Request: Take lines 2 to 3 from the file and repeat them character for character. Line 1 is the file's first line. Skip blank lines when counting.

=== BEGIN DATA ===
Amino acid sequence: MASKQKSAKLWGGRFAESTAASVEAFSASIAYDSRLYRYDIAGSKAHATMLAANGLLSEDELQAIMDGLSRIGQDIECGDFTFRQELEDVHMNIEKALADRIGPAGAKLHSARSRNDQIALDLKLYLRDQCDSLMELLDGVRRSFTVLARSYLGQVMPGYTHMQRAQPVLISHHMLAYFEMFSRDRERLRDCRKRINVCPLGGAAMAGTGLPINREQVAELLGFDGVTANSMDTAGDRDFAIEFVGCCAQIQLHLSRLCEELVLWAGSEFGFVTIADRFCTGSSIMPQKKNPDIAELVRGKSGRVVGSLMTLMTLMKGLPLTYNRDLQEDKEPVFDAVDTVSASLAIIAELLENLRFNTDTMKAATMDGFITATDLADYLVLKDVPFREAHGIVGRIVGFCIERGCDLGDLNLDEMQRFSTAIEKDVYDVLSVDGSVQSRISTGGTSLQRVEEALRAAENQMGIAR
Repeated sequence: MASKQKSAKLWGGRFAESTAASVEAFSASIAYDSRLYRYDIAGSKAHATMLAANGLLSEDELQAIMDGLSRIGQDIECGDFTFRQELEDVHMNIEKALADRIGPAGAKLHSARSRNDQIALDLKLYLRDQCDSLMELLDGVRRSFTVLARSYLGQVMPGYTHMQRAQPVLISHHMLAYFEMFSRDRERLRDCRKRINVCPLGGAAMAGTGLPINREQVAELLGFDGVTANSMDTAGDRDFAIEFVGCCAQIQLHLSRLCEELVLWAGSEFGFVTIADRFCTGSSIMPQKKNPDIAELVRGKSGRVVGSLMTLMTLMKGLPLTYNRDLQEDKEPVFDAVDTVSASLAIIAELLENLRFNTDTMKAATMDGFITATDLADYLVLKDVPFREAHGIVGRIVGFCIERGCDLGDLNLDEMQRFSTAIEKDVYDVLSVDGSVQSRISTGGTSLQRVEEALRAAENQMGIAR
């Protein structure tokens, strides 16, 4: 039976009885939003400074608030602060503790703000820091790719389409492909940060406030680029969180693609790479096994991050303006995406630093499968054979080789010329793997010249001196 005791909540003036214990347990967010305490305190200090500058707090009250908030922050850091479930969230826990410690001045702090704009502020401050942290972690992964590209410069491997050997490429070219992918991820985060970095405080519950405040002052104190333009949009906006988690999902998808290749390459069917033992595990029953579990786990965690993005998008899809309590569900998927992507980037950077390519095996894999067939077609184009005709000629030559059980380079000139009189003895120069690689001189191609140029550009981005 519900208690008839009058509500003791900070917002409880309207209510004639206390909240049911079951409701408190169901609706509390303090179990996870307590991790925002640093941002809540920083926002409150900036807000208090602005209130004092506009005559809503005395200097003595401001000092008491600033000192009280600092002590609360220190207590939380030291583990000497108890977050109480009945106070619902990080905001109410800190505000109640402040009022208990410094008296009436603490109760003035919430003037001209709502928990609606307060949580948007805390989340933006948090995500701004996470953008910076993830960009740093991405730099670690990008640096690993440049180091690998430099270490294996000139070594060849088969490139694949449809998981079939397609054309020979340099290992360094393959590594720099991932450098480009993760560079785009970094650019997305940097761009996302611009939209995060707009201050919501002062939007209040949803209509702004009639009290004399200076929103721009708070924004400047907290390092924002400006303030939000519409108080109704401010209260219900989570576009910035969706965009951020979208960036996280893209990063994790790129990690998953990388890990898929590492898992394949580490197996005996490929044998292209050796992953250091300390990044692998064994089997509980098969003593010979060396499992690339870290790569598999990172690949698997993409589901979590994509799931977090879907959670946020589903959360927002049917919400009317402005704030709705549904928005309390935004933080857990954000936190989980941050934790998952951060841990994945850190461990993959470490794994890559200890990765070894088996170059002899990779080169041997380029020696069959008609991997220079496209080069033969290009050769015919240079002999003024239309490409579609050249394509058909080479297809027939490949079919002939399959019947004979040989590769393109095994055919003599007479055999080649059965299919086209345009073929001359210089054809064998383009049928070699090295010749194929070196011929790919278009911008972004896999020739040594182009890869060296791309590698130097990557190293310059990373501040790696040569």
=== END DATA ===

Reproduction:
Repeated sequence: MASKQKSAKLWGGRFAESTAASVEAFSASIAYDSRLYRYDIAGSKAHATMLAANGLLSEDELQAIMDGLSRIGQDIECGDFTFRQELEDVHMNIEKALADRIGPAGAKLHSARSRNDQIALDLKLYLRDQCDSLMELLDGVRRSFTVLARSYLGQVMPGYTHMQRAQPVLISHHMLAYFEMFSRDRERLRDCRKRINVCPLGGAAMAGTGLPINREQVAELLGFDGVTANSMDTAGDRDFAIEFVGCCAQIQLHLSRLCEELVLWAGSEFGFVTIADRFCTGSSIMPQKKNPDIAELVRGKSGRVVGSLMTLMTLMKGLPLTYNRDLQEDKEPVFDAVDTVSASLAIIAELLENLRFNTDTMKAATMDGFITATDLADYLVLKDVPFREAHGIVGRIVGFCIERGCDLGDLNLDEMQRFSTAIEKDVYDVLSVDGSVQSRISTGGTSLQRVEEALRAAENQMGIAR
């Protein structure tokens, strides 16, 4: 039976009885939003400074608030602060503790703000820091790719389409492909940060406030680029969180693609790479096994991050303006995406630093499968054979080789010329793997010249001196 005791909540003036214990347990967010305490305190200090500058707090009250908030922050850091479930969230826990410690001045702090704009502020401050942290972690992964590209410069491997050997490429070219992918991820985060970095405080519950405040002052104190333009949009906006988690999902998808290749390459069917033992595990029953579990786990965690993005998008899809309590569900998927992507980037950077390519095996894999067939077609184009005709000629030559059980380079000139009189003895120069690689001189191609140029550009981005 519900208690008839009058509500003791900070917002409880309207209510004639206390909240049911079951409701408190169901609706509390303090179990996870307590991790925002640093941002809540920083926002409150900036807000208090602005209130004092506009005559809503005395200097003595401001000092008491600033000192009280600092002590609360220190207590939380030291583990000497108890977050109480009945106070619902990080905001109410800190505000109640402040009022208990410094008296009436603490109760003035919430003037001209709502928990609606307060949580948007805390989340933006948090995500701004996470953008910076993830960009740093991405730099670690990008640096690993440049180091690998430099270490294996000139070594060849088969490139694949449809998981079939397609054309020979340099290992360094393959590594720099991932450098480009993760560079785009970094650019997305940097761009996302611009939209995060707009201050919501002062939007209040949803209509702004009639009290004399200076929103721009708070924004400047907290390092924002400006303030939000519409108080109704401010209260219900989570576009910035969706965009951020979208960036996280893209990063994790790129990690998953990388890990898929590492898992394949580490197996005996490929044998292209050796992953250091300390990044692998064994089997509980098969003593010979060396499992690339870290790569598999990172690949698997993409589901979590994509799931977090879907959670946020589903959360927002049917919400009317402005704030709705549904928005309390935004933080857990954000936190989980941050934790998952951060841990994945850190461990993959470490794994890559200890990765070894088996170059002899990779080169041997380029020696069959008609991997220079496209080069033969290009050769015919240079002999003024239309490409579609050249394509058909080479297809027939490949079919002939399959019947004979040989590769393109095994055919003599007479055999080649059965299919086209345009073929001359210089054809064998383009049928070699090295010749194929070196011929790919278009911008972004896999020739040594182009890869060296791309590698130097990557190293310059990373501040790696040569």